If you happened to catch last night’s Season 22 premiere of The Simpsons (basically this show has been on for my entire life), you were probably expecting a Glee-tacular (at least that’s the way FOX pimped it). But what emerged was the welcome return of Flight of the Conchords. As two camp counselors, Jemaine Clement and Bret McKenzie turned Lisa on to the world of art and theater (loved the Angels in America shout-out) before the dreariness of their existence became all too clear. Far from a Simpsons classic, but it was nice to have “New Zealand’s fourth most popular guitar-based digi-bongo a capella-rap-funk-comedy folk duo” back on screen. Never heard of them? Watch and you’ll be hooked.
While it’s not the As the World Turns countdown(s) we promised (coming soon! really!), let’s take a moment to look at some memorable TV couples through the years. In alphabetical order (clips abound!):
As Time Goes By – Jean and Lionel: Separated for nearly 40 years, this couple reunited to show viewers that romance knows no age.
Honorable Mention – Judith and Alistair: It took Jean’s daughter and Lionel’s publisher nearly the entire run of the show to get it right, but taking a page from their elders they proved it’s better late than never.
Battlestar Galactica – Helo and Athena: Would you betray your entire race or undermine an arguably just genocide in the name of love? Probably not, but they did and became the couple who might have most deserved their happy ending.
Honorable Mention – Roslin and Adama: By contrast, their time together was much too brief. Still, it’s not every woman who inspires her lover to build a shrine to her after she’s gone. And it’s not every man who keeps watch.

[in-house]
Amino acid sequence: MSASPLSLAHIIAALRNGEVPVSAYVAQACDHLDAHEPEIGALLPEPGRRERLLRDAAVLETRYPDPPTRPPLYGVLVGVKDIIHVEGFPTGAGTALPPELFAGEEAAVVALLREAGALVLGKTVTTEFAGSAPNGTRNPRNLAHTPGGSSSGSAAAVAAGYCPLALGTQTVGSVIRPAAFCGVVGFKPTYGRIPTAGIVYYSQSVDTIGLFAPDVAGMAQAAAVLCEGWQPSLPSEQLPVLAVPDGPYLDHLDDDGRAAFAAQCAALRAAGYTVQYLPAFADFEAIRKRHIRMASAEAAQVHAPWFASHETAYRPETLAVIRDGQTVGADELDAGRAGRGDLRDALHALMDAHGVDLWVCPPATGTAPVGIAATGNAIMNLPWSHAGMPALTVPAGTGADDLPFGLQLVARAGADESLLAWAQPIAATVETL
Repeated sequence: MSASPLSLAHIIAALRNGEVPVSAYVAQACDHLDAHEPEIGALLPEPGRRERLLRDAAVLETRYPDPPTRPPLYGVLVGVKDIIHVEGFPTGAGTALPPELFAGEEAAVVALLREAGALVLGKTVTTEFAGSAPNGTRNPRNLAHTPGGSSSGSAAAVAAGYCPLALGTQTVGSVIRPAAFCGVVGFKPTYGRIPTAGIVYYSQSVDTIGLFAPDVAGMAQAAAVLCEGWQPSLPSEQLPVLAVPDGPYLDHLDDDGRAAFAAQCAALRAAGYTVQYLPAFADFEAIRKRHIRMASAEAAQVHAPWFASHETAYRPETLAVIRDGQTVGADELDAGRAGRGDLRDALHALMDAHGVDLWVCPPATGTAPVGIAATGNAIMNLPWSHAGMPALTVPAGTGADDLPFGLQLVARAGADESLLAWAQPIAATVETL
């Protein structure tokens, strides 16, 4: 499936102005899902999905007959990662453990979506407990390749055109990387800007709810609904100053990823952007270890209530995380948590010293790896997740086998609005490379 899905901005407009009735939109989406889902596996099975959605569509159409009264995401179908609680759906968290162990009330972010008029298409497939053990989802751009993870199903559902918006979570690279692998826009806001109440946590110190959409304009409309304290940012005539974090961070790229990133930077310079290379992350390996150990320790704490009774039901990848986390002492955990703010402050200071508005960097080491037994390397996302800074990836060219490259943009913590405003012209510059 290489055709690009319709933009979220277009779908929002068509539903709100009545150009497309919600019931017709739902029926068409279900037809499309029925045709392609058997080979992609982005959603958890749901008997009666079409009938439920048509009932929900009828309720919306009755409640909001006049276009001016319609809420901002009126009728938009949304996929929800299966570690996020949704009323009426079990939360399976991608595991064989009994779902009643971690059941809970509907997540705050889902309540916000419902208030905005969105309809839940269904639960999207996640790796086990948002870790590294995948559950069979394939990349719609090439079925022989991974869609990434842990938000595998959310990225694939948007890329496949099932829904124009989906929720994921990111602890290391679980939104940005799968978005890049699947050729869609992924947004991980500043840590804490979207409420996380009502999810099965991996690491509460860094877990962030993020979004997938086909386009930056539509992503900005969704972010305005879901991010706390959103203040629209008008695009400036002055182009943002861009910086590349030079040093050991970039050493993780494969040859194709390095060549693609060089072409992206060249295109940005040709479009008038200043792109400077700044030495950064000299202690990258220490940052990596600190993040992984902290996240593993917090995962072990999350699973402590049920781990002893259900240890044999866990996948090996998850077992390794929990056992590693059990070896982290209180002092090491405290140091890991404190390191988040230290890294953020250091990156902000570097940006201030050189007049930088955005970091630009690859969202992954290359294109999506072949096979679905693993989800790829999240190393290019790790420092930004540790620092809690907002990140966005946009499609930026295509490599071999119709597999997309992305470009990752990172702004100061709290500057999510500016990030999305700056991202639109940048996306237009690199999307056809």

Frasier – Niles and Daphne: Any fears that the union of Frasier’s little brother and his father’s physical therapist would hurt the long running show were completely unfounded and led to some of the series’ sweetest moments.
General Hospital – Robert and Holly: The current writing regime has all but destroyed this once classic couple who defied soap opera conventions and kept it smart, sexy, and sweet even after they’d exchanged rings.
Honorable Mention – Luke and Laura: Maybe not my Number One, but pretty damn close.
The Honeymooners – Ralph and Alice: He bellowed, she gave it right back. But at the end of the day they affirmed their love, and all was right with the world.
How I Met Your Mother – Lily and Marshall: Impossibly devoted and perfectly suited, you can see why knowing them spurs protagonist Ted to want a picture perfect happily ever after.
The Office – Jim and Pam: He knew he wanted to marry her from the second they met. It took her a little bit longer to come around. But new parents Jim and Pam are the TV pair that puts most big screen Rom-Coms to shame.
Honorable Mention – Andy and Erin: Maybe not yet at the same level as Michael and Holly or even Dwight and Angela, but their goofy chemistry is one of Dunder Mifflin’s highlights.
Scrubs – Turk and Carla: The cocky surgeon and the no-nonsense nurse made beautiful music together (and not just in this scene).
Honorable Mention – Cox and Jordan: The best example that making it legal isn’t always the route to making it last forever.
The Simpsons – Homer and Marge: Who cares if they’re cartoons? These two put up with all manner of craziness from one another, raise a family, and always find time to show how much they care.
Who are some of your favorites?